4. Has anyone heard news regarding the use of stem cells on degenerative spinal discs?

    • Robert Leaverton says:

      I know of 2 people who have had SC therapy for back/spine problems. Both have had positive results. Both were at the same clinic I went to.

  5. Ron McFarland says:

    Curious what your X-rays showed to be the problem with your knees? Pain does not say why.

    Were you bone on bone?

    It’s great we have options, just feel a bit more background info helps understand why it worked for you and not others.

    Replacement is a good route and has a long term positive outlook. Just stay clear of the docs that frown on skiing.

    One upside for all treatments is it encourages staying fit and mobile.

    • Robert Leaverton says:

      X–Rays showed a good margins between the bones and I was considered a good candidate by the clinic. I was not bone on bone. I have no idea why this worked for me. I know some who have had good results, other not so good. I did not want the TKR, no guarantee and a lot of pain and rehab.

      Some clinics use SC harvested from your body. 80 plus SC are not going to do much good, whereas umbilical core SC are brand new. My clinic would not use harvested SC for me.

      Most important is to do a thorough investigation of the clinic and be sure your are getting umbilical cord SC and you can verify the source. No sure why the editor mentioned
      “harvested” SC.

      I would do this again in a heartbeat.

      If it does not work you can always go the TKR.

  6. Carol Dean Silverman says:

    What was the original damage to your knee? My 63 years of skiing have resulted in ACL, MCL, and meniscus damage, as well as arthritis & bone-on-bone. I’ve been skiing with DonJoy braces since 1957-8. I’m chicken to do TKR, as friends have had serious problems with it. I opted for the $3,700 (cash) Stem Cell route. It was a complete waste of time & money. The orthopedist was from a well-respected New York City hospital and claimed an 80% success rate. When it failed, he tried to sell me an additional $800 (cash) PRP.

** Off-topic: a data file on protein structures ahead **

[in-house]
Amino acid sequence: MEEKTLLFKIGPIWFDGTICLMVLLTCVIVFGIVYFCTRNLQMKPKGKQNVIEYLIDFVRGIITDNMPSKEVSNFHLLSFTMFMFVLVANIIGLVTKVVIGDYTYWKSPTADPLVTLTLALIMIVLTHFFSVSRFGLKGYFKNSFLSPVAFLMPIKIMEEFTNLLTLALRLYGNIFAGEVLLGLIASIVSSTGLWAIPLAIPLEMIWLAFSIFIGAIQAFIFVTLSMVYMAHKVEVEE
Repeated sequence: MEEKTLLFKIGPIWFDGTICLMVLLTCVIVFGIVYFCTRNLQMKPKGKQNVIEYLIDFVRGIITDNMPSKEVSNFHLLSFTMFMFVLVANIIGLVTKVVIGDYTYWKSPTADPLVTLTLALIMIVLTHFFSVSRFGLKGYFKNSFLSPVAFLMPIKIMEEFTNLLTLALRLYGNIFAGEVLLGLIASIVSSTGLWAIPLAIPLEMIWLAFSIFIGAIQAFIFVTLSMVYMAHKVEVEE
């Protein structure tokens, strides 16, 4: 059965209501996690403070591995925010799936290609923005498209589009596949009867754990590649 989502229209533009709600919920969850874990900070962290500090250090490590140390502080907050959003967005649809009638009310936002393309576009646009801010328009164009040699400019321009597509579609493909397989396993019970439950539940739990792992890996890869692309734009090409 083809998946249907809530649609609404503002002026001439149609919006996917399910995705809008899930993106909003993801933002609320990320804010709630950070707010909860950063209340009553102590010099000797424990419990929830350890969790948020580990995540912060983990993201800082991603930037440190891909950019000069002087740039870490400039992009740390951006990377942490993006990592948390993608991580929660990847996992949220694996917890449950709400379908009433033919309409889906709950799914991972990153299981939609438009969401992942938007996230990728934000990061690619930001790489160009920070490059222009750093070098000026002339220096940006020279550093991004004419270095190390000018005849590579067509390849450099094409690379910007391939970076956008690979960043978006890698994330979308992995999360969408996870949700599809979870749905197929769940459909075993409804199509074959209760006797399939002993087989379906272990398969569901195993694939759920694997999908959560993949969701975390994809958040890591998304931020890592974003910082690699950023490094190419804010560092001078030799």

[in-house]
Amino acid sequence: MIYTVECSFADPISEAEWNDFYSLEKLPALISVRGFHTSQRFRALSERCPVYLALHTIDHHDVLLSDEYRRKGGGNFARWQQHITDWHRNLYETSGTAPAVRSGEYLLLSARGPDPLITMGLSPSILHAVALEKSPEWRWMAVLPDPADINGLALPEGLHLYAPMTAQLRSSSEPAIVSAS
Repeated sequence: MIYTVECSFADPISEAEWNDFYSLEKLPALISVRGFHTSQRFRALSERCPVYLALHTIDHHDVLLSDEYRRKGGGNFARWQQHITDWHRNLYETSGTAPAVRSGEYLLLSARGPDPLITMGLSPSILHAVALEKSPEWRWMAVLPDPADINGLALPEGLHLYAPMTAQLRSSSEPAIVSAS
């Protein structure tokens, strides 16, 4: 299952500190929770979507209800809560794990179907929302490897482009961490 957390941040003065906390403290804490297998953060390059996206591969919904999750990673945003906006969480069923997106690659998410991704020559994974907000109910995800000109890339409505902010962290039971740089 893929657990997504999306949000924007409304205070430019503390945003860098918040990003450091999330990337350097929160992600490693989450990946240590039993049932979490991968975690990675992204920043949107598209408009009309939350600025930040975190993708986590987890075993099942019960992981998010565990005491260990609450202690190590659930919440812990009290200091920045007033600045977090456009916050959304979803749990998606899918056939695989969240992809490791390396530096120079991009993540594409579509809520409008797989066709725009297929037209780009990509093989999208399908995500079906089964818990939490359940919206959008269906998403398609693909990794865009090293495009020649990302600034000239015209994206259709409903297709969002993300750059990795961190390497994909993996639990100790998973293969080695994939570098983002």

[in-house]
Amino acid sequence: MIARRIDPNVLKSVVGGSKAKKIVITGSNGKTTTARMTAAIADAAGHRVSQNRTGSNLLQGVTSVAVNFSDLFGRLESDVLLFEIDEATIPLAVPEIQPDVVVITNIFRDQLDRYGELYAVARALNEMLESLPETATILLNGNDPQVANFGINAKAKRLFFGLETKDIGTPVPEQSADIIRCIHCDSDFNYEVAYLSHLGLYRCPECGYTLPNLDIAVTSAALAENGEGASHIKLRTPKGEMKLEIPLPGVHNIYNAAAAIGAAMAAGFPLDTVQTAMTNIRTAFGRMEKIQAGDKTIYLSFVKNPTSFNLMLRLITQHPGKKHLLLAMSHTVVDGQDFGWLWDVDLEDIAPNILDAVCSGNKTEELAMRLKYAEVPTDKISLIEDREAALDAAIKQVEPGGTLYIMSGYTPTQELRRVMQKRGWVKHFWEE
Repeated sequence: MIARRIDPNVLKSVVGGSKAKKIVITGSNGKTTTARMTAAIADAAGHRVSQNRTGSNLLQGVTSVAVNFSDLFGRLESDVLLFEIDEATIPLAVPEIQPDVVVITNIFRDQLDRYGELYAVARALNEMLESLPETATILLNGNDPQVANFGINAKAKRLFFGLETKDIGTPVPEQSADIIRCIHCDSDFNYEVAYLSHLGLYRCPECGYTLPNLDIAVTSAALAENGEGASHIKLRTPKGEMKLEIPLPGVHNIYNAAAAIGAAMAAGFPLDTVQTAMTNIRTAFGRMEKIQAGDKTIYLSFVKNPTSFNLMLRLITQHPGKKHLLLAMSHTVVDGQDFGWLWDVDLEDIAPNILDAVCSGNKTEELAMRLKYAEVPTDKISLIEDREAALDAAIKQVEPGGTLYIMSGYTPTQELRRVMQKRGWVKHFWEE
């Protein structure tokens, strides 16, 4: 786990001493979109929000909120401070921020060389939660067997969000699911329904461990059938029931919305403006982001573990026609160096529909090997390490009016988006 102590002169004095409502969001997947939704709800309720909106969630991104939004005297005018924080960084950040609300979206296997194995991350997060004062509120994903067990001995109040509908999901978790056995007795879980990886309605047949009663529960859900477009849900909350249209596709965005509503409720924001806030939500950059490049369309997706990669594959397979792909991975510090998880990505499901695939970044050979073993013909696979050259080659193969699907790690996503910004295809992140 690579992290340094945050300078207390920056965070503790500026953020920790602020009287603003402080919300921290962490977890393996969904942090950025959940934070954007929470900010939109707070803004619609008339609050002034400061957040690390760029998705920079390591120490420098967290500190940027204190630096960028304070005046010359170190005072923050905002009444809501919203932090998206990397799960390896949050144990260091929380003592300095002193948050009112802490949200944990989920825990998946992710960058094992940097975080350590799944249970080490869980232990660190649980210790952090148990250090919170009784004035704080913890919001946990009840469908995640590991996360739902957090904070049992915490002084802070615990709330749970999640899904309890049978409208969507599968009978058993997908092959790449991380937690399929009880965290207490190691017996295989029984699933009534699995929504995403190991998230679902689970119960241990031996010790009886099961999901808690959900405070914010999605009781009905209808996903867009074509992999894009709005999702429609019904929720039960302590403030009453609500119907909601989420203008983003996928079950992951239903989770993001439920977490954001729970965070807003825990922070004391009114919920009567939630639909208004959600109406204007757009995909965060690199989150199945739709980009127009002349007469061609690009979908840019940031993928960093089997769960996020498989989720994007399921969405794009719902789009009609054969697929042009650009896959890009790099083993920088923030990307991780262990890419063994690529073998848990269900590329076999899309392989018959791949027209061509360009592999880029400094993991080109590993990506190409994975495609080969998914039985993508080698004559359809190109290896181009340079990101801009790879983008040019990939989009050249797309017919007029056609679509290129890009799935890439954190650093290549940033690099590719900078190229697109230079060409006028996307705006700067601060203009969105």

• Robert Leaverton says:

      Sorry that the SC did not work for U. My clinic did not offer results and said up front there is no guarantee. They did rate the possible success 0-4 and let me decide what to do. Did you have umbilical SC? Like I said in my article, there are a lot of “snake oil” salesmen out there.

  7. Thanks for this, Robert. I also ski ‘basin and PowMow. Just turned 70, skiing since age 5, and I’ve recently modified my technique to use more ankle for shock absorbing and save the knees. Softer boots, softer snow, staying forward, moving the bindings back so as not to need to sit back in powder. It all helps, but by spring, especially in those dry hard seasons like ’16 and ’18, they can get pretty sore. I skied with a guy named Joe at PowMow this March who had the stem cell shots, said they were good only until mid season, then he ended up doing the TKR on both and is happy now. Will be interested in meeting you next winter to see how you’re doing. I hope I last as long as you, in life, and on skis…congratulations!

    • Robert Leaverton says:

      Roger, look forward to meeting U. I am in the Hidden Lake lodge about 8:30. Hang out in the corner near the fireplace. Can’t miss the Fu Man Chu. No sure why Joe’s SC did not work? IF he did not use umbilical SC this might be the reason. SC do not work for everyone, but is better than TKR if it does work.

      Think Snow!!

  8. Richard Niebrzydowski says:

    I have had two stem cell treatments on my right knee over the past four years. In October I am going to have the knee replacement procedure. I tried several other options but nothing worked. So keep your expectations low if you opt for stem cell treatment.

  9. As a 73 year old skier, I was very curious about your experience. And I enjoyed your article very much.


    I know the answer already, I think. Do NOT ski with a torn (even healing) Meniscus! But when the snows start to fly, I’ll be looking out my window from Purgatory! LOL!

    Thanks and hello to all!

  10. Thank you for this wonderful article on Stem Cell treatment. Would it be OK to reprint this article in the Mountain High Snowsport Club newsletter for the benefit of all our ski club members? Of course, we would give full credit to both you and Seniors Skiing.